Transparency and Data Problems Hotly Debated During First Week of SXSW 2016
Nearly everybody was talking about the Spotify House. A couple years after four tragic deaths and three years following an over-the-top Doritos vending machine, the size of the Spotify House was second only to the massive, long-running Fader Fort (and like the Fader Fort it had long lines). Just a couple years ago the Spotify House was an actual small house painted green in the burgeoning area just east of I-35. In 2016 it felt like a small festival attended by both fans and Spotify executives and staffers. The large main stage played host to CHVRCES, Miguel, St. Lucia, Kacey Musgraves, Vince Staples, the Kills and many others. A small stage, the size of the house-abutting mainstage just a few years ago, was found in a quiet back patio. Extra marketing courtesy of Spotify House-branded Car2Go rental cars added to heavy word-of-mouth promotion. The event was so large that people were privately wondering if an event that size was worth the price tag. But whatever the cost, Spotify landed sponsorships from PlayStation 4, SoulCycle, Google’s Chromecast and the Syfy show "Hunter."
Now in its fifth year, Pandora’s Discovery Den returned to Gatsby’s near Red River Road. A good production with a viewing area the size of a large backyard in the suburbs, with free drinks for VIPs upstairs and a good view of the stage. This had the markings of an expensive production. The performances were caught by multiple cameras caught and fed to a large video screen, branded by Scotts lawn care company, in a small lot across the alley where people could relax, play cornhole and visit booths by two other sponsors, Olay skin care and Chick-fil-A restaurants. In the adjacent green room, head of artists marketing Jason Feinberg gave artists demos of the new AMPCast app, a simple-to-use tool for recording messages that will be streamed inserted into fans’ listening experience.
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Apple snuck up on Austin this year. It hosted a big event in 2014, bringing the iTunes Festival to the U.S. for the first time. After taking a break last year, Apple quietly set up shop over a mile-and-a-half from downtown, far east of the area where the Fader Fort and Spotify House mark the eastern edge of the concert zone. Invites were so few that many of Apple’s competitors, usually well attuned to their competition’s marketing efforts, knew the Apple space existed. It was a comfortable, understated but stylish space with a crowd to match. The flashiest item was a Beats 1 neon light hanging on the back bungalow and visible from a small courtyard. The opening day included a Beats 1 broadcast in the afternoon and dinner and drinks in the early evening. Music streamed through Sonos speakers while Robert Kondrk, Zane Lowe and Apple Music staffers from Los Angeles, Nashville and London mingled.
Google always has a presence in Austin. This year, YouTube returned to Copperfield’s, a large club with a small courtyard perfect for resting reliably exhausted feet. YouTube Music played host to Santigold, Future, Chairlift, Jamie xx, Blood Orange and Troye Sivan, just to name a few. Like last year, the dim-lit space was filled with video screens showcasing the YouTube platform, but like the service itself YouTube Music’s event didn’t bring the buzz of previous years.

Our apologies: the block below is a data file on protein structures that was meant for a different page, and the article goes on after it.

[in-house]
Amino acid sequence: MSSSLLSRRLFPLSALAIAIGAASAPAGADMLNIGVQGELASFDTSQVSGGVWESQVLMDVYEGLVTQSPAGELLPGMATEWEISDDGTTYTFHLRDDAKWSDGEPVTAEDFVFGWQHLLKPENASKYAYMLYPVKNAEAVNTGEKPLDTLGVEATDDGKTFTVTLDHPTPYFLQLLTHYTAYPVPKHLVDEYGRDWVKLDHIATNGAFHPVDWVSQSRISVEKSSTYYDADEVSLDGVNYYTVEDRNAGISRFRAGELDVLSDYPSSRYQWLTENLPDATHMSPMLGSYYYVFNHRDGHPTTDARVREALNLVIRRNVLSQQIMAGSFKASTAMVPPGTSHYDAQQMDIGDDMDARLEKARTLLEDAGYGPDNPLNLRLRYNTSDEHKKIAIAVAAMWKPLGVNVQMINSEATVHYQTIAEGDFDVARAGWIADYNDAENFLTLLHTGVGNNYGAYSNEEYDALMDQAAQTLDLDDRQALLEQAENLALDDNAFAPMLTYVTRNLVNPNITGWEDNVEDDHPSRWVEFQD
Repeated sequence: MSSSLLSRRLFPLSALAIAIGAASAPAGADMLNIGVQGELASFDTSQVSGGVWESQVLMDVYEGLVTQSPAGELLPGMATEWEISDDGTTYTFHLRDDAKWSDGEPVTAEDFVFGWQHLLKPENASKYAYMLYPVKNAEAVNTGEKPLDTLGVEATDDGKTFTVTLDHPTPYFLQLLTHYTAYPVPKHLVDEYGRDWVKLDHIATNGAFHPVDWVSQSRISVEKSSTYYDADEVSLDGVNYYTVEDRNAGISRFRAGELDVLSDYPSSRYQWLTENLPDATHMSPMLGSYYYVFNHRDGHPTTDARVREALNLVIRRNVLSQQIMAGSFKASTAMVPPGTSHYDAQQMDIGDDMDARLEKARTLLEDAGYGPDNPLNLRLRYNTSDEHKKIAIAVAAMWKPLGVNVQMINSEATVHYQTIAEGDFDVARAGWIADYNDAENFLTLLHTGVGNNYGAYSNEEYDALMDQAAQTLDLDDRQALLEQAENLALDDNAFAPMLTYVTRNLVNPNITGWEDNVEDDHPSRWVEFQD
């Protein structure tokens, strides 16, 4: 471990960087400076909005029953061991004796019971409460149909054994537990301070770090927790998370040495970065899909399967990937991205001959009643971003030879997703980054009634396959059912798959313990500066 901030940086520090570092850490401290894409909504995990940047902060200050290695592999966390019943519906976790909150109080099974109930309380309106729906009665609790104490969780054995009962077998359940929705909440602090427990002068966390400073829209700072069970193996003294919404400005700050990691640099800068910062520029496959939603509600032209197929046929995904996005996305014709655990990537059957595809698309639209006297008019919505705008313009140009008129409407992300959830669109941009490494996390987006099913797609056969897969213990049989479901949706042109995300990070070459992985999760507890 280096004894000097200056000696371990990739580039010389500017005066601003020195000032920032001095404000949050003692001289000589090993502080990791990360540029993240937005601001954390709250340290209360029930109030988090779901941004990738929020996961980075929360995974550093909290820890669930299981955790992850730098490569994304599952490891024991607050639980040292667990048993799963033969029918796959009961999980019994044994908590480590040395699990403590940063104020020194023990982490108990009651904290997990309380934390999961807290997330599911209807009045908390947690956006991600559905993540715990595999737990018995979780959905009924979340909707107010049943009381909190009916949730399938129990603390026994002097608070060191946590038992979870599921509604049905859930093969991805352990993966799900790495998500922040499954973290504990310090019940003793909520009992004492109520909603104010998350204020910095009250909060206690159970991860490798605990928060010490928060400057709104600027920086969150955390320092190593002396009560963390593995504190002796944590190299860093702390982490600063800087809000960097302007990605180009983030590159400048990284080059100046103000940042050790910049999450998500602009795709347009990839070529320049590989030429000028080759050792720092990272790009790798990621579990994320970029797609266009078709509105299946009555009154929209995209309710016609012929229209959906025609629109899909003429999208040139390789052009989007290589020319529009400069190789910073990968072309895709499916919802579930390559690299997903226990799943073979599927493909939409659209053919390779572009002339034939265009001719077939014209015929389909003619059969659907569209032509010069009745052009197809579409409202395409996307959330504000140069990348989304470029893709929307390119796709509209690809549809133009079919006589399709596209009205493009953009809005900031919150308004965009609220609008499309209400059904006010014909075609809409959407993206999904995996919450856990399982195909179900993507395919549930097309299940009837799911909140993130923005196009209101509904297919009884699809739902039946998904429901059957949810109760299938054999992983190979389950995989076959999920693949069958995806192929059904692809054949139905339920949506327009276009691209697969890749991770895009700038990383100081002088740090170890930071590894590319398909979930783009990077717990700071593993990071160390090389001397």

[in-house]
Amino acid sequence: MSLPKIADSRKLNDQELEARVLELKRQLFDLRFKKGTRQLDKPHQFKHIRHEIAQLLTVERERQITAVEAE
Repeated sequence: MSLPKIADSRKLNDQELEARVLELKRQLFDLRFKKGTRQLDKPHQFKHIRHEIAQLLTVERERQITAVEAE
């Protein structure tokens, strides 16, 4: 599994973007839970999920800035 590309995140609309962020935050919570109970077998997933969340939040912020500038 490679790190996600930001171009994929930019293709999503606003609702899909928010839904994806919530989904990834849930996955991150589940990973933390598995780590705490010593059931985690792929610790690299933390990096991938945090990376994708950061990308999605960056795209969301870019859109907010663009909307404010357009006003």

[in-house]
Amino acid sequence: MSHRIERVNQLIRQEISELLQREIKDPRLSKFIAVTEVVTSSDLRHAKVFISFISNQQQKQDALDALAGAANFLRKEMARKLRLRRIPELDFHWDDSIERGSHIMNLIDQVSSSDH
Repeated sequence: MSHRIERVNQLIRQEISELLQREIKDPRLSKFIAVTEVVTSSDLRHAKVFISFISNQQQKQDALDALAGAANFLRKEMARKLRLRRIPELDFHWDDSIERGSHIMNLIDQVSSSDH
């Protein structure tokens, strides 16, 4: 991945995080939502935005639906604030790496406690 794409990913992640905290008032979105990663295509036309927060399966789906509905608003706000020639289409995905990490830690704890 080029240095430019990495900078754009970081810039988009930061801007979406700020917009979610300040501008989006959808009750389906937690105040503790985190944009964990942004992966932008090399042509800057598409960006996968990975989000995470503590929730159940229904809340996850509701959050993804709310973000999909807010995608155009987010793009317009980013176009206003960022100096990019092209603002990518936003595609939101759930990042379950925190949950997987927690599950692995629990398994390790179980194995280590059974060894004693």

In general, Rhapsody tends to quietly go about its business, growing steadily and happily enjoying the uptick all streaming services received from Apple Music’s heavily publicized launch. Its marketing spend at SXSW reflected its personality. In other words: Rhapsody went small. It passed on a splashier event -- and the higher price that goes with it -- by partnering with Goose Island Beer and DoStuff Media to sponsor an event at Empire Control Room, a block north of Pandora Discovery Den.
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Not all events were thrown by streaming services. TuneCore hosted music from Thursday to Saturday at Vulcan Gas Company, a 650 person-capacity indoor venue that regularly hosts hip-hop and dance events. The last day was sponsored by cigar maker Swisher Sweets and featured R&B and hip-hop acts such as Talib Kweli, Waka Flocka Flame, DJ Whoo Kid and Andy Allo. Sony Music and digital distributor the Orchard hosted a tequila-fueled happy hour with DJing by Akira Records, ATP Recordings, Fortuna Pop! and Frenchkiss Records.
SXSW is such a good marketing opportunity that companies are willing to find and fund a space for just one day. Landr, a startup with an online tool for track mastering, was able to get a good deal on a space, at Public School just east of I-35, between tenants in a building that will soon be the home of ride-sharing company Lyft. Landr shared the space with Native Instruments, spending an afternoon giving demos.
Getting attention at SXSW isn’t easy. It usually takes a year or two to get momentum before growing into a must-see event. But these activations aren’t about just consumer marketing; many are simply prime opportunities to hang out with business partners and clients in a fun environment. It’s work, not just play. Some companies just play harder than others.